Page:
Nonprofit: Reaching out to youth for volunteering and fundraising
Recruiting new volunteers can be a daunting task for a lot of nonprofits. Many people today are tapped—both for time and money. But have you thought about reaching out to a new generation of advocates for your cause? According to a recent survey conducted by DoSomething.org—one of the largest not-for-profit organizations aimed at youth driving social change—93% of young people report wanting to volunteer and more than half (54.2%) actually do. And the number one way they volunteer is through fundraising.As a nonprofit, you may want to take notice of this next generation of volunteers and figure out how to best appeal to and engage them. Keep reading for some helpful tips.

How to appeal to youth volunteers
When looking to recruit young volunteers and fundraisers, keep in mind, their motivators may be different than that of an adult. Below are some key things to take notice of:

  • Social, social, social: The social nature of volunteering plays a significant role in attracting young volunteers—in fact, 75.9% of those whose friends volunteered on a regular basis also volunteered as opposed to only 41.7% whose friends did not. And 57% of volunteers were invited to do so by a friend, family member or other adult versus having come up with the idea on his or her own. Keep this in mind when looking to recruit young volunteers or drive event attendance. Post events to social media and ask friends and followers to share your post and invite their friends. And offer a reward for those who bring a guest such as a logo’d tumbler or an iPad® sleeve.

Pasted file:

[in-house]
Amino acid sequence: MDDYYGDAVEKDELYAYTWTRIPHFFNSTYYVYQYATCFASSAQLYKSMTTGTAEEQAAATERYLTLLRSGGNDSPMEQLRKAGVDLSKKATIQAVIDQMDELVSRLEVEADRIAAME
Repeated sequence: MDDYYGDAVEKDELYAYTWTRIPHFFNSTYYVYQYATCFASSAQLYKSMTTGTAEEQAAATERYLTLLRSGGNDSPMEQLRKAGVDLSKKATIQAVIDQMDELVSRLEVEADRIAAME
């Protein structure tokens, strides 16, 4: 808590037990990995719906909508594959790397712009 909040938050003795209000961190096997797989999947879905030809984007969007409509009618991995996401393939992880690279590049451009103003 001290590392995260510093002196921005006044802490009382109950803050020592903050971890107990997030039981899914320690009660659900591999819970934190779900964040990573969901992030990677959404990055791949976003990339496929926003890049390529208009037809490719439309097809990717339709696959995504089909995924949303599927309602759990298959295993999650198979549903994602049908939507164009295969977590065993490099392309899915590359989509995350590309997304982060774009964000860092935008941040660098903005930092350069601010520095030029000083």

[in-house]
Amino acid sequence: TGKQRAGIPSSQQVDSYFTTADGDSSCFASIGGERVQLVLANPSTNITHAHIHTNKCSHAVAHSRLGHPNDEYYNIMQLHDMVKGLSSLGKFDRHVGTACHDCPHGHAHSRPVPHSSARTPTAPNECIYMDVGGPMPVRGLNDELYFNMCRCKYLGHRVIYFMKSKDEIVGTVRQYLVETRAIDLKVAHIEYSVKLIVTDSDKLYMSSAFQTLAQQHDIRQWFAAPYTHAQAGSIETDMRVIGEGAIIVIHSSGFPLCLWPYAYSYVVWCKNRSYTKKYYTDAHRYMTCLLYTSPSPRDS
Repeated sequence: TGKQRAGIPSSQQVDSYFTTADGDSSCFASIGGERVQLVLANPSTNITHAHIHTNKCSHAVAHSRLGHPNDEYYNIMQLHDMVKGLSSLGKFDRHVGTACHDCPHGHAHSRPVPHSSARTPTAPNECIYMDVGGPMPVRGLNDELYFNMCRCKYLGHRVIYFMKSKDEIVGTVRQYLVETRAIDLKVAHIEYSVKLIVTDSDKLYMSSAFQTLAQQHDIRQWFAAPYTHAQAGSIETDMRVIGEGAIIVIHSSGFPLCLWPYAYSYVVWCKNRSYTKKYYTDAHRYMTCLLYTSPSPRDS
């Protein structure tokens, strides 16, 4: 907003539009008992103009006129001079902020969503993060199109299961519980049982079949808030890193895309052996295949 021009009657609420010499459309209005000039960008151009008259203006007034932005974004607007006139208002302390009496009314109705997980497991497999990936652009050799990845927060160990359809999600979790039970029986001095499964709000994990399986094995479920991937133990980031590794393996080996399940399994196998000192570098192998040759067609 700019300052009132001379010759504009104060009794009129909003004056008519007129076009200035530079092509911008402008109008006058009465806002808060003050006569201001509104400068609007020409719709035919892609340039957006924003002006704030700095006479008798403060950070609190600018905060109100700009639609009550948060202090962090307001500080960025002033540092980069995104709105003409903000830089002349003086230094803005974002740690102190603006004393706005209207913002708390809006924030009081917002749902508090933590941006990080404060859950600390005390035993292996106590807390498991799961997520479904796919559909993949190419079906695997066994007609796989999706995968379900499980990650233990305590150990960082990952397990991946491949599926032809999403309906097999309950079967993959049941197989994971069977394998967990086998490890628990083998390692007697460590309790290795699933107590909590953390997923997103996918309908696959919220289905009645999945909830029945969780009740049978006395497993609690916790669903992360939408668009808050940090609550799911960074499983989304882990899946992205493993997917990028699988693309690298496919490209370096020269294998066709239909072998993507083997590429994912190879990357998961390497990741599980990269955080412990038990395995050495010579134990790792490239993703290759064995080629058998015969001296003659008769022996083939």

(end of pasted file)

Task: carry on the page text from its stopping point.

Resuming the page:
• Promote opportunities and coordinate with interests: There are many youth wanting to volunteer for a host of organizations with varied missions; however, they don’t because they are either unaware of what opportunities exist or they simply don’t know how to get involved. As a nonprofit, this presents a chance to promote your mission and accompanying volunteer opportunities to support it in schools, YMCAs and other popular, young adult hangouts. Keep in mind that matching interest with opportunity will provide you with the most engaged volunteers. Hand out small giveaways that let potential volunteers know you need their help. Imprint the message, “Be a volunteer,” on items such as a globe-shaped collapsible sports bottle or a key tag.
  • Young people can make great fundraisers: Young people are generally not going to be your large donors, but as stated above, the number one way they prefer to volunteer is through fundraising. So why not hit them up to ask for donations on your organization’s behalf? Today’s youth are generally open to soliciting their peers for donations … plus, many people are inspired to donate by young people who are trying to make a difference. Utilizing these youthful catalysts of social change as your secret weapon can be far more influential than cold calling, newsletter asks and campaign mailers. And don’t forget to reward their fundraising’ efforts with tiered level gifts such as hoodies, lunch bags and MP3 players.

Remember … don’t overlook this next generation of advocates for your cause. Keep in mind that the majority of young adults do indeed volunteer and if they don’t, close to all report wanting to in some way, shape or form. Tapping this young group of social changers may be just what your organization needs to take its fundraising efforts to the next level.

The DoSomething.org Index of Young People and Volunteering 2012.DoSomething.org. N.p., n.d. Web. 18 July 2013.

Youth Fundraising: Unlocking the Power of Young People to Fundraise (Part 2 of 2). Youth Fundraising: Unlocking the Power of Young People to Fundraise (Part 2 of 2). N.p., n.d. Web. 18 July 2013.

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